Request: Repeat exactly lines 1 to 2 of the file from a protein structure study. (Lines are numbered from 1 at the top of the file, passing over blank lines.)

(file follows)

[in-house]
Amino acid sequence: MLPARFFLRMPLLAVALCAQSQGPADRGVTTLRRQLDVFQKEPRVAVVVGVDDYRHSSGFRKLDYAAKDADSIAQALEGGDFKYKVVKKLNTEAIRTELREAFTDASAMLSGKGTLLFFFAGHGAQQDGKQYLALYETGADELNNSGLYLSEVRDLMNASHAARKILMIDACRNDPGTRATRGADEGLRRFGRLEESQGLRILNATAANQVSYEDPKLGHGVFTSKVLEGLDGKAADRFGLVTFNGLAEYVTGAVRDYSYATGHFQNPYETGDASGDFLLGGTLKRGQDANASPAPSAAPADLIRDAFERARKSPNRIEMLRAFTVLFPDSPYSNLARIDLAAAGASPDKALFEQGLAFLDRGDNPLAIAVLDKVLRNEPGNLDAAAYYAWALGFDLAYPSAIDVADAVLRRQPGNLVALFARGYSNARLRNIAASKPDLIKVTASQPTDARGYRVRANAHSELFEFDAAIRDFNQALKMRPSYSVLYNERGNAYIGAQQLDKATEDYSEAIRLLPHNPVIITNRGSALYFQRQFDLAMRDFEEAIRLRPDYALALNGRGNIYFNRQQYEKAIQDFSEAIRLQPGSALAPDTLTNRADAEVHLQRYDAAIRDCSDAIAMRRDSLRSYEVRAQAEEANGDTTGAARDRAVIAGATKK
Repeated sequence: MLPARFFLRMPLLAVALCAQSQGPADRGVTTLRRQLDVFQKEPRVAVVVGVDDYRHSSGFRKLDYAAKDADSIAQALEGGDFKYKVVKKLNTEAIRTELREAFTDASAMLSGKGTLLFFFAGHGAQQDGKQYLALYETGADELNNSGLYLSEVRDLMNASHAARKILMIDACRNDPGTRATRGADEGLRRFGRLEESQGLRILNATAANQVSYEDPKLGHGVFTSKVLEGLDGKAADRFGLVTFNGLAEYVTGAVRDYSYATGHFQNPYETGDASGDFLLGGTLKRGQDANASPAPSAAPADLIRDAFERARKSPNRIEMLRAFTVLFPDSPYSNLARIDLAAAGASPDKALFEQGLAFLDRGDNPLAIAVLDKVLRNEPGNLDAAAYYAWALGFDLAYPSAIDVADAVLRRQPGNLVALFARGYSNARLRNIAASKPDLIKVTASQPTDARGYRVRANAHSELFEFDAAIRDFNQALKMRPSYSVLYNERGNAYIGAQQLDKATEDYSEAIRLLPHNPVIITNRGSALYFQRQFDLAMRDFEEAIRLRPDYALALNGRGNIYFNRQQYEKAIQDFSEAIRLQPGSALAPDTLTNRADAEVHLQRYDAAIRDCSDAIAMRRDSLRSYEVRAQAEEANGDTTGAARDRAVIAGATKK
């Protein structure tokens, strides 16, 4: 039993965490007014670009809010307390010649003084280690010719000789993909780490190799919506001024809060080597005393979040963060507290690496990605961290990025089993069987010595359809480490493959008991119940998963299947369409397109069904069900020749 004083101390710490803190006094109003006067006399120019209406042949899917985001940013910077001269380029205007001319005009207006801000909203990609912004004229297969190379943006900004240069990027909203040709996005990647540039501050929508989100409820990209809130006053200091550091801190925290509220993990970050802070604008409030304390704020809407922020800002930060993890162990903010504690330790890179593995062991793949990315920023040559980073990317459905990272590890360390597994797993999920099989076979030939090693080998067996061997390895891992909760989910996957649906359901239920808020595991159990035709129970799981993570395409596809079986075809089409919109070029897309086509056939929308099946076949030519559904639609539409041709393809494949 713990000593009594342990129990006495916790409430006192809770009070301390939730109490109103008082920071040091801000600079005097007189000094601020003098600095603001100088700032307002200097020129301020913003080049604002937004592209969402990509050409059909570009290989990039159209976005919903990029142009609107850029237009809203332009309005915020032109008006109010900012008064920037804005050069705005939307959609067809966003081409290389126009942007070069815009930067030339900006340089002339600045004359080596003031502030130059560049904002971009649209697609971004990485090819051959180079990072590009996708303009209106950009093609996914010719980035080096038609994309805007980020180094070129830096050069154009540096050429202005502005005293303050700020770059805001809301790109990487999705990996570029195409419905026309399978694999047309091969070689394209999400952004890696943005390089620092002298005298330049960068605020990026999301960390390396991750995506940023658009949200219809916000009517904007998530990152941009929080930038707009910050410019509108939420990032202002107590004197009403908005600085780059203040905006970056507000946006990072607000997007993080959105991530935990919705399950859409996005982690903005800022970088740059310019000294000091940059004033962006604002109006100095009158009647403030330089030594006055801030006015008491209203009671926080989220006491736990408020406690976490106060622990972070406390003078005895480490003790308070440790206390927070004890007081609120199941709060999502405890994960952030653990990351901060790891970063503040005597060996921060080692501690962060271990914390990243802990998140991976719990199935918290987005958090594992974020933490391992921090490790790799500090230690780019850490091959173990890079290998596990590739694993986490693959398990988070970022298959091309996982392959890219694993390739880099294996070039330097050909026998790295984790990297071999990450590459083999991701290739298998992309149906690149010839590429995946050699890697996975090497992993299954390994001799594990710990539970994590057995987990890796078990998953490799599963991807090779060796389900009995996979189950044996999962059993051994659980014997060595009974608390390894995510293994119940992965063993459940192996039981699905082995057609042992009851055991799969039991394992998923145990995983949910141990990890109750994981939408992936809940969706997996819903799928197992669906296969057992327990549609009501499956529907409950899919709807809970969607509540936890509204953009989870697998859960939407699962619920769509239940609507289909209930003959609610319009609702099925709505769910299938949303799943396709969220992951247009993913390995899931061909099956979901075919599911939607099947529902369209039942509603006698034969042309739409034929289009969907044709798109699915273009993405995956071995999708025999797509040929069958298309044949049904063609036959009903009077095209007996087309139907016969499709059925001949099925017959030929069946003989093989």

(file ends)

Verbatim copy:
[in-house]
Amino acid sequence: MLPARFFLRMPLLAVALCAQSQGPADRGVTTLRRQLDVFQKEPRVAVVVGVDDYRHSSGFRKLDYAAKDADSIAQALEGGDFKYKVVKKLNTEAIRTELREAFTDASAMLSGKGTLLFFFAGHGAQQDGKQYLALYETGADELNNSGLYLSEVRDLMNASHAARKILMIDACRNDPGTRATRGADEGLRRFGRLEESQGLRILNATAANQVSYEDPKLGHGVFTSKVLEGLDGKAADRFGLVTFNGLAEYVTGAVRDYSYATGHFQNPYETGDASGDFLLGGTLKRGQDANASPAPSAAPADLIRDAFERARKSPNRIEMLRAFTVLFPDSPYSNLARIDLAAAGASPDKALFEQGLAFLDRGDNPLAIAVLDKVLRNEPGNLDAAAYYAWALGFDLAYPSAIDVADAVLRRQPGNLVALFARGYSNARLRNIAASKPDLIKVTASQPTDARGYRVRANAHSELFEFDAAIRDFNQALKMRPSYSVLYNERGNAYIGAQQLDKATEDYSEAIRLLPHNPVIITNRGSALYFQRQFDLAMRDFEEAIRLRPDYALALNGRGNIYFNRQQYEKAIQDFSEAIRLQPGSALAPDTLTNRADAEVHLQRYDAAIRDCSDAIAMRRDSLRSYEVRAQAEEANGDTTGAARDRAVIAGATKK